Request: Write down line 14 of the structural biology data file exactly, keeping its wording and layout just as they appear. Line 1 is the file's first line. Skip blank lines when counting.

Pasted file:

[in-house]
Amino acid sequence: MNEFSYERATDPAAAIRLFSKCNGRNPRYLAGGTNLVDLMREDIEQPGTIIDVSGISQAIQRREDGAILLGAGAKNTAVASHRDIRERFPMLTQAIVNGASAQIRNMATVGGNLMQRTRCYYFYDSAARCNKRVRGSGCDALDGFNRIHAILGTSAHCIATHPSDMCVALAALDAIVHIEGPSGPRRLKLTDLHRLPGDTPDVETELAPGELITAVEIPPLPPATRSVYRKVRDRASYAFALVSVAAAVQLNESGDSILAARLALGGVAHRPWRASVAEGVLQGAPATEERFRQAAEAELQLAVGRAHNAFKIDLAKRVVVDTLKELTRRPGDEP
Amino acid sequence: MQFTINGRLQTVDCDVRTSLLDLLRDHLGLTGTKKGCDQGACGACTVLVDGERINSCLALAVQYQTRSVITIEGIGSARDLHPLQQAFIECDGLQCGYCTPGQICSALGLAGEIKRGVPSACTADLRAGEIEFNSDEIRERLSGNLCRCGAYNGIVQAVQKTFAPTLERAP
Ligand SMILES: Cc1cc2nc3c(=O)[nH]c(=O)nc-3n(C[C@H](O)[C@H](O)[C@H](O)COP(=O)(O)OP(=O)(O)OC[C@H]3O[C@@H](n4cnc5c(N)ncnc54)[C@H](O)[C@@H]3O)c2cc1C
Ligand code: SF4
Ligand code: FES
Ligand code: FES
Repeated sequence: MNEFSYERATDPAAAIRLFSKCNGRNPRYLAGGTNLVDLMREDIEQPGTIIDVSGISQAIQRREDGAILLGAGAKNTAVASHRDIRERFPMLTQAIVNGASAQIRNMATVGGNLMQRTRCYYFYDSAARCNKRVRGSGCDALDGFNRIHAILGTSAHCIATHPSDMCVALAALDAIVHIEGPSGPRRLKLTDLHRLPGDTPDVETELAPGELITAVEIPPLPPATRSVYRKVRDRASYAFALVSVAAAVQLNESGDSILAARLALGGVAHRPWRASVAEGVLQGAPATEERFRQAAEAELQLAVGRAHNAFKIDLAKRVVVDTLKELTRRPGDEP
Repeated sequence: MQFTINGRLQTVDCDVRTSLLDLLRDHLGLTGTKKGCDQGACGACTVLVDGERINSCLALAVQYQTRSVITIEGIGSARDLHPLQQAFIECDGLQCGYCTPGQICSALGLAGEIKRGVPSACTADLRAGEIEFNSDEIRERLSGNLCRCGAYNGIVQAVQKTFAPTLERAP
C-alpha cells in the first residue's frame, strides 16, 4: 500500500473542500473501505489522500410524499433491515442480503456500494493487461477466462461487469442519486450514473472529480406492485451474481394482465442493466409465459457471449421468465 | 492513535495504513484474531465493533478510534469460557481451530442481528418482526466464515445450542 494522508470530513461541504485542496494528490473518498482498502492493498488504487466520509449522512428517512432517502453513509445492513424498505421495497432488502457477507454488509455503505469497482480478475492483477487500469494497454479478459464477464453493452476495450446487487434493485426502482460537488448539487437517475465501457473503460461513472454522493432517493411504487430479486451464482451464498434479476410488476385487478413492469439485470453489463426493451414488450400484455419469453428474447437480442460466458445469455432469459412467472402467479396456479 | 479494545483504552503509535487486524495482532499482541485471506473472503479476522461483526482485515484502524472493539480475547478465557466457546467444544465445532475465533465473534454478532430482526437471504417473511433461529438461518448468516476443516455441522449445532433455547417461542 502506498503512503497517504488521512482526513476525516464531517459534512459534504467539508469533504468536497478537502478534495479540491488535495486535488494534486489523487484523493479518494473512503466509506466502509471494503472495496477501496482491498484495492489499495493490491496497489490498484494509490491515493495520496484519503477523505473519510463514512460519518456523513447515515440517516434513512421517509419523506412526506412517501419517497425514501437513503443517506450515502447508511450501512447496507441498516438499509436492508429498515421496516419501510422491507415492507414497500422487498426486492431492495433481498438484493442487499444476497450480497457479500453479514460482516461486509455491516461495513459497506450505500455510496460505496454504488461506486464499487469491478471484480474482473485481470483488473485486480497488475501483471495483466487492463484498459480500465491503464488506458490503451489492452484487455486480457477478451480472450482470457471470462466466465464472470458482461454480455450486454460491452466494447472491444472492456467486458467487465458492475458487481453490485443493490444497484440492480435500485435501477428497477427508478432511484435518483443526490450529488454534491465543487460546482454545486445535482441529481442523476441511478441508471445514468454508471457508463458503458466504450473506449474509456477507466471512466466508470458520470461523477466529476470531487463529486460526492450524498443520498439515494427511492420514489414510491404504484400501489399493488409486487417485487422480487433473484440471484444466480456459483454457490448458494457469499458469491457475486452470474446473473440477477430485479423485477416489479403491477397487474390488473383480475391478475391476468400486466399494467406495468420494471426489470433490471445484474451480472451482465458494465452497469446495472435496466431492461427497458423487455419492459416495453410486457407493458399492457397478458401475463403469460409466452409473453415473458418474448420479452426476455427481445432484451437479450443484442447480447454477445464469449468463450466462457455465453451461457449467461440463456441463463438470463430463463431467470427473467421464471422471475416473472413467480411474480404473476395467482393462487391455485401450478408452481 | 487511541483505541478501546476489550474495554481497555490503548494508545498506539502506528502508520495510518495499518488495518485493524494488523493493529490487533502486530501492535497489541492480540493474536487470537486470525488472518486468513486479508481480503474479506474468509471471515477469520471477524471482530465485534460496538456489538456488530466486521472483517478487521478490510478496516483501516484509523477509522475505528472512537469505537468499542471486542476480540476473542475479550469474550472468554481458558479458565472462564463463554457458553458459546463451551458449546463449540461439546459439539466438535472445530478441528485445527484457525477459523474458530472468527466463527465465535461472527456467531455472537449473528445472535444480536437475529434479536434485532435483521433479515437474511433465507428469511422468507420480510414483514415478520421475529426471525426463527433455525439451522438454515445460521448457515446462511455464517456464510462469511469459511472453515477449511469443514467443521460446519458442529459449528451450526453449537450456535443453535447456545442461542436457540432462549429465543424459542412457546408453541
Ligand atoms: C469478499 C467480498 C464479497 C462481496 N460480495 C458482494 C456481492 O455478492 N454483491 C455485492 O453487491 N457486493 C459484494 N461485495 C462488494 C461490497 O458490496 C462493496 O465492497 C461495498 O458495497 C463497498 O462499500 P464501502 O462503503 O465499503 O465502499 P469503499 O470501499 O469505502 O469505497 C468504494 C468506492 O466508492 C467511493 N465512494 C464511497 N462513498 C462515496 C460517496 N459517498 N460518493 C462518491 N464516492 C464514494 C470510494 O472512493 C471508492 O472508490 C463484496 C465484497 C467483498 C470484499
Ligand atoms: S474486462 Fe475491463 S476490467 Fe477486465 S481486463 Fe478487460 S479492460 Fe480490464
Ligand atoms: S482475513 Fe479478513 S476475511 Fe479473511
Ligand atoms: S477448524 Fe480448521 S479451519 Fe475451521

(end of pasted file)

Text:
Ligand atoms: S477448524 Fe480448521 S479451519 Fe475451521